The Parking Free-For-All

I can't get enough of the show Parking Wars on A&E that I blogged about a few months ago. The more I watch, the more I notice a few repeating trends.

(from flickr user lobstar28)

Few parking violators admit to wrongdoing. This might just be selective editing by the folks at A&E, but it seems like everyone who gets busted for a parking violation wants to put up a fight about it. This doesn't surprise me. When I worked the rides at an amusement park, people would routinely violate safety rules. When informed, rather than accepting the error and saying "sorry, I didn't know" many would lash out and refuse to admit any wrongdoing.

Most of the violators who get upset are upset at the wrong person. Blowing up at the person writing the ticket or booting your car really is pretty pointless. It's the lawmakers who should really be the object of hostility; but the blue-collar foot-soldiers often take the heat. This also doesn't surprise me. People at airports get more upset with the TSA people running the metal detectors than the do at Gale Rossides (the bureaucratic head of the agency, in case you didn't know) or Janet Napolitano (our current Homeland Security Secretary).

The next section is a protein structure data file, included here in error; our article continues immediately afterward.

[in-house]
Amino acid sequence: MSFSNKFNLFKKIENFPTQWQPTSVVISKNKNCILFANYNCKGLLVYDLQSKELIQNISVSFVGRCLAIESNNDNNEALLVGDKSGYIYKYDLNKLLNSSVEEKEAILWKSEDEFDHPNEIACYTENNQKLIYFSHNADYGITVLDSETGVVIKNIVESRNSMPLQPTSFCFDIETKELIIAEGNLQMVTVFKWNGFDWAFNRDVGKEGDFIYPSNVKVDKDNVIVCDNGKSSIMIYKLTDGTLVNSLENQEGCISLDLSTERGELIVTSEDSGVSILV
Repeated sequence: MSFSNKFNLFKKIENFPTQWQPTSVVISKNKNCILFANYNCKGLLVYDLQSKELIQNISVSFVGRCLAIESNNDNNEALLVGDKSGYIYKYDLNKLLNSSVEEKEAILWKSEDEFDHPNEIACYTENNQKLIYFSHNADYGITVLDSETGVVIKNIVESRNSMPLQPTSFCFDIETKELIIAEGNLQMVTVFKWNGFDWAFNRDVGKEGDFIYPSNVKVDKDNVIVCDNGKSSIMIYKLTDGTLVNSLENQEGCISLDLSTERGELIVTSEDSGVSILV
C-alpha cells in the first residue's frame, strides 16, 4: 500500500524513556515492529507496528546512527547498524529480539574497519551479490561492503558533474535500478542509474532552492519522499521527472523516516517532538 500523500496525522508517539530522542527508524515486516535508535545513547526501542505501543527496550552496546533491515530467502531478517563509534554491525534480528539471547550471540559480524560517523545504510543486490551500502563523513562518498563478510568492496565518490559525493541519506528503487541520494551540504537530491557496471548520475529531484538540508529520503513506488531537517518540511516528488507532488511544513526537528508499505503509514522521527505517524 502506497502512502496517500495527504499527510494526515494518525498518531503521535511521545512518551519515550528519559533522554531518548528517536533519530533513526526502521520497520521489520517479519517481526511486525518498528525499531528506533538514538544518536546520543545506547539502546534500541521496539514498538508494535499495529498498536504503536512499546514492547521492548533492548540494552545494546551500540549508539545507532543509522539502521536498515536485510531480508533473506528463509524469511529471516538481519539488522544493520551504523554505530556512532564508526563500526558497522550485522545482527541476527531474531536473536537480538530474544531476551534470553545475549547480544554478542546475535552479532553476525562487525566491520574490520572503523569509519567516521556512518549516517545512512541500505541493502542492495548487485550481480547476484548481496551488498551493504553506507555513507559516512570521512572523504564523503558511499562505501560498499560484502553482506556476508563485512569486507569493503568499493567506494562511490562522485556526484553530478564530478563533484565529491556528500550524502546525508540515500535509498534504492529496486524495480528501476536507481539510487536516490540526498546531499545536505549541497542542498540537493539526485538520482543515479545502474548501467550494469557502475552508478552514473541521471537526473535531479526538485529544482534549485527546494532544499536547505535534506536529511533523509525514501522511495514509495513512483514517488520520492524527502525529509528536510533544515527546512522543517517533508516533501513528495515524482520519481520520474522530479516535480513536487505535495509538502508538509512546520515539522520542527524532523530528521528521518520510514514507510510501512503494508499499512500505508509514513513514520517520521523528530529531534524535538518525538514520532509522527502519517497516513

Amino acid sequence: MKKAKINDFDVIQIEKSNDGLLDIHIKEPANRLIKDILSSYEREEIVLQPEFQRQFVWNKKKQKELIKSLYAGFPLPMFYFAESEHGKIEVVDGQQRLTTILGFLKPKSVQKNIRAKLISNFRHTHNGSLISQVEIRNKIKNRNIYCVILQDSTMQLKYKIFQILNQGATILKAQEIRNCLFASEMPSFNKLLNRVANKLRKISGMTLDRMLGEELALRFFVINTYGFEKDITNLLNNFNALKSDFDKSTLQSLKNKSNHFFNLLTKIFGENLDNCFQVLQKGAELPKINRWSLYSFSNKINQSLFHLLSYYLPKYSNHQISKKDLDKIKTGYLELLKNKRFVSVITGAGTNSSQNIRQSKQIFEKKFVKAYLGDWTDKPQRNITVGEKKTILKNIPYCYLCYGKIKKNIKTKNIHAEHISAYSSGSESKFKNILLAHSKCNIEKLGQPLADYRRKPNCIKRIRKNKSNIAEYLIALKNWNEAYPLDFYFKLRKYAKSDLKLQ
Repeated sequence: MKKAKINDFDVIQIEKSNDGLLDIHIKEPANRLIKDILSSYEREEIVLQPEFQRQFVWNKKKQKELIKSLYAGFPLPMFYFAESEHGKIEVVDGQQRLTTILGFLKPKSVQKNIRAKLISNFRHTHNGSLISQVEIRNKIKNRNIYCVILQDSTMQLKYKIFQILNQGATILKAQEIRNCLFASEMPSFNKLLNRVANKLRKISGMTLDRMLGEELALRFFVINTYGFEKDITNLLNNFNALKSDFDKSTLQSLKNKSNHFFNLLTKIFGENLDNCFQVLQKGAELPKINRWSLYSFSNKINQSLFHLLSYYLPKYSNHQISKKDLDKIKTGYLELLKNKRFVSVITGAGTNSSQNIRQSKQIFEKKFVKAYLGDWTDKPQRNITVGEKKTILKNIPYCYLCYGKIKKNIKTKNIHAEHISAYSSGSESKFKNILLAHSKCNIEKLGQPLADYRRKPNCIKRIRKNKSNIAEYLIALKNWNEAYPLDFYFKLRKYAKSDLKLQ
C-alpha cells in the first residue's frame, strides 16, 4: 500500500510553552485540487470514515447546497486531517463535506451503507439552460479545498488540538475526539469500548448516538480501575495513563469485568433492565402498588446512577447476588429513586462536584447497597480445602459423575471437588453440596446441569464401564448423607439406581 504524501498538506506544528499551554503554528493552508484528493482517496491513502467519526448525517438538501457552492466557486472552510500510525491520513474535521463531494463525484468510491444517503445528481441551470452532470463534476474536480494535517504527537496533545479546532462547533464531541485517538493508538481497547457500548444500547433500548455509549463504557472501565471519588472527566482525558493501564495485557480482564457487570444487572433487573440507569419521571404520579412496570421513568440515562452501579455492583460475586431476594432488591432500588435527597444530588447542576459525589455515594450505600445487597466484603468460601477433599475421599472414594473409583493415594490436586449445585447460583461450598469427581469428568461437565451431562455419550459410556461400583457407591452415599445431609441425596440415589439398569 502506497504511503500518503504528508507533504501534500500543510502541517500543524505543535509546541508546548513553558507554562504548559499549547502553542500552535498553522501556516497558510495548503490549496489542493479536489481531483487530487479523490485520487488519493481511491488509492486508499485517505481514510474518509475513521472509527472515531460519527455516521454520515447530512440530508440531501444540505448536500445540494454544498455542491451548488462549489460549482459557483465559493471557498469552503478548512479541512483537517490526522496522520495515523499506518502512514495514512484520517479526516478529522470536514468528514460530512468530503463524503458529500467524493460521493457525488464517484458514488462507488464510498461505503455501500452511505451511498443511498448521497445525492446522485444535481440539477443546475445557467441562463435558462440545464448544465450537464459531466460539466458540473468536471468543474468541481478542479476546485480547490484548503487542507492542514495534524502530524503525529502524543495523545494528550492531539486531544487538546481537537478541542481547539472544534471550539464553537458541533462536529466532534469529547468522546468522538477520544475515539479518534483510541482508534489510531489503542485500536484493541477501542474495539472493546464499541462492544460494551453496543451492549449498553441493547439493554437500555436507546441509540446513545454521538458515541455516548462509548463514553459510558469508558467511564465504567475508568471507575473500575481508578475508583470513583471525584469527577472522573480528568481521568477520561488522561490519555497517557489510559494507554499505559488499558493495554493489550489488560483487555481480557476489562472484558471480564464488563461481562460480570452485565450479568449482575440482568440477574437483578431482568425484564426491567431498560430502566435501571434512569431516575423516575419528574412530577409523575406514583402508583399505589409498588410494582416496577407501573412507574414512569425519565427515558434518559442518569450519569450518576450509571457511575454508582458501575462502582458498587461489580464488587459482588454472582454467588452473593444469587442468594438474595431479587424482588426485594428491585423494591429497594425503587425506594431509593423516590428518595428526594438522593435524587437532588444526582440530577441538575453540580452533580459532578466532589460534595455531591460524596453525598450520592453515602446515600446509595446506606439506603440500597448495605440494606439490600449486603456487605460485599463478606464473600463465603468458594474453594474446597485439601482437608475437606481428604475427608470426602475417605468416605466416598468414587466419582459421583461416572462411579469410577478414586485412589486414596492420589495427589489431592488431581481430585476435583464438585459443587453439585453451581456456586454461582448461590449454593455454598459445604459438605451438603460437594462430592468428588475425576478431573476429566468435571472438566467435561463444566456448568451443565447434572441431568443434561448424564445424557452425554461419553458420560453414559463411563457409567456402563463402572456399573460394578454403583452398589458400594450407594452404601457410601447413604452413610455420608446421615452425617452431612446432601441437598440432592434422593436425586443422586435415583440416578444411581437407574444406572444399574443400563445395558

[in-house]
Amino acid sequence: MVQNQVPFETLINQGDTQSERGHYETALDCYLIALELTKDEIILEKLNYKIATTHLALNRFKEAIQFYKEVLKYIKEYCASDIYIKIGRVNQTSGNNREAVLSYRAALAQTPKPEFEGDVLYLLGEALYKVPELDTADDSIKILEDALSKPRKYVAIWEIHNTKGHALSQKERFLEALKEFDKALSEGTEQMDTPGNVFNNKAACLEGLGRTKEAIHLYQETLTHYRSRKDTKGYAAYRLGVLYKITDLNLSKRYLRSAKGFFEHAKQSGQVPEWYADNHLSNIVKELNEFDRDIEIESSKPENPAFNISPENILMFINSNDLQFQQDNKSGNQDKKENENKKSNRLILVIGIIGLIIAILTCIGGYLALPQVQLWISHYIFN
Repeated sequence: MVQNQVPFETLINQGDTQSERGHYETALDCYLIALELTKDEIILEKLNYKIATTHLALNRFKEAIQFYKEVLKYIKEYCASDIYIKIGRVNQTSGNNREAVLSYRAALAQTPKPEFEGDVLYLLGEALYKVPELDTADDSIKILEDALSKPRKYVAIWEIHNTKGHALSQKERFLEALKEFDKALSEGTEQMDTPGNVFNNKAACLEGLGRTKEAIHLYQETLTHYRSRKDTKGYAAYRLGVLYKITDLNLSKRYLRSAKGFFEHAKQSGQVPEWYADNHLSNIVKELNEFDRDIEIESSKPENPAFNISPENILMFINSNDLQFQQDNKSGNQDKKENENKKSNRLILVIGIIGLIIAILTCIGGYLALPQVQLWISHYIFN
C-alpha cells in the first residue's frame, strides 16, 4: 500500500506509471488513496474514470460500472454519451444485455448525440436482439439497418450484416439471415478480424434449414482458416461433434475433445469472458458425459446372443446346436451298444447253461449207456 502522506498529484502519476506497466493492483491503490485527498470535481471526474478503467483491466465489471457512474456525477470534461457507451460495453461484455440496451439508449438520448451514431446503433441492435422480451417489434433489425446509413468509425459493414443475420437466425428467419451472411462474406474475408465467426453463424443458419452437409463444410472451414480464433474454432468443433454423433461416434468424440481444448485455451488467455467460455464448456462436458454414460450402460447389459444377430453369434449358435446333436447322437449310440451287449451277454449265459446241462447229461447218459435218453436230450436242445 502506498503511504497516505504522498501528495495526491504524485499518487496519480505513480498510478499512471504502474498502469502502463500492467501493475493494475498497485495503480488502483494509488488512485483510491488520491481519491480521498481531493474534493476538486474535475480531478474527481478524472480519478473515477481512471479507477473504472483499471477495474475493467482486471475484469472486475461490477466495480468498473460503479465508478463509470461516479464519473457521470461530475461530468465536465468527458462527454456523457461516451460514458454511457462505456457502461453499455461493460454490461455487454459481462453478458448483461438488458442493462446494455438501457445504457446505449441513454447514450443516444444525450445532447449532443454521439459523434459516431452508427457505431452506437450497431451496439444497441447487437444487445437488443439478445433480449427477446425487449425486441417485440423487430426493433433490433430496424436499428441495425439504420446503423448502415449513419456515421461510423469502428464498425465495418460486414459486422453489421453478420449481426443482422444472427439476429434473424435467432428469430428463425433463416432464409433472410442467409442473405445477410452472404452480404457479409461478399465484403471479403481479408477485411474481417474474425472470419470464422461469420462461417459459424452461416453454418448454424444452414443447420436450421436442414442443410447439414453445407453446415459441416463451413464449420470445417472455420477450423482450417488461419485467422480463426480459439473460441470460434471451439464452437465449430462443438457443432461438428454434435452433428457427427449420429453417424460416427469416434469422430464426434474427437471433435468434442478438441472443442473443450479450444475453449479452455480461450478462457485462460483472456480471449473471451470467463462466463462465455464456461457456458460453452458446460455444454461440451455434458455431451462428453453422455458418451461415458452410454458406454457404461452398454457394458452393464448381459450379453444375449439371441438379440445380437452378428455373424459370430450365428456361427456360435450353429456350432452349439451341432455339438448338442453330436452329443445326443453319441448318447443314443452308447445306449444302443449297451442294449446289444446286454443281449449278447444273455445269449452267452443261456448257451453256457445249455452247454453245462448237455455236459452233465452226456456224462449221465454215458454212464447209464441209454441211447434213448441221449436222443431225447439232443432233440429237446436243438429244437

Few parking violators understand why the rules they violate even exist. Admittedly, it's hard to think about this, because it's counter-factual. A single person with an expired meter might not have much impact on everyone else, but if everyone were able to park and not feed their meters, it would be a hell of a challenge to find an open space in heavily trafficked areas (street parking in Manhattan is actually a pretty good empirical case study of this). Similarly, if one car double parks, it's an inconvenience, but if everyone started to double park without penalty, it would be an all-out traffic disaster.

In fact, because the market for parking is so challenging to appropriately price, letting people park wherever and whenever they wanted would turn it into the ultimate 'free-for-all market'.

When you think about it, if everyone just followed the rule of law, entire bureaucratic agencies dealing with parking wouldn't even exist. The fact that they do, that they employ dozens of people with an endless supply of work, and they turn big profits every year really tells you something about how willing people are to gamble with parking in places where they aren't allowed.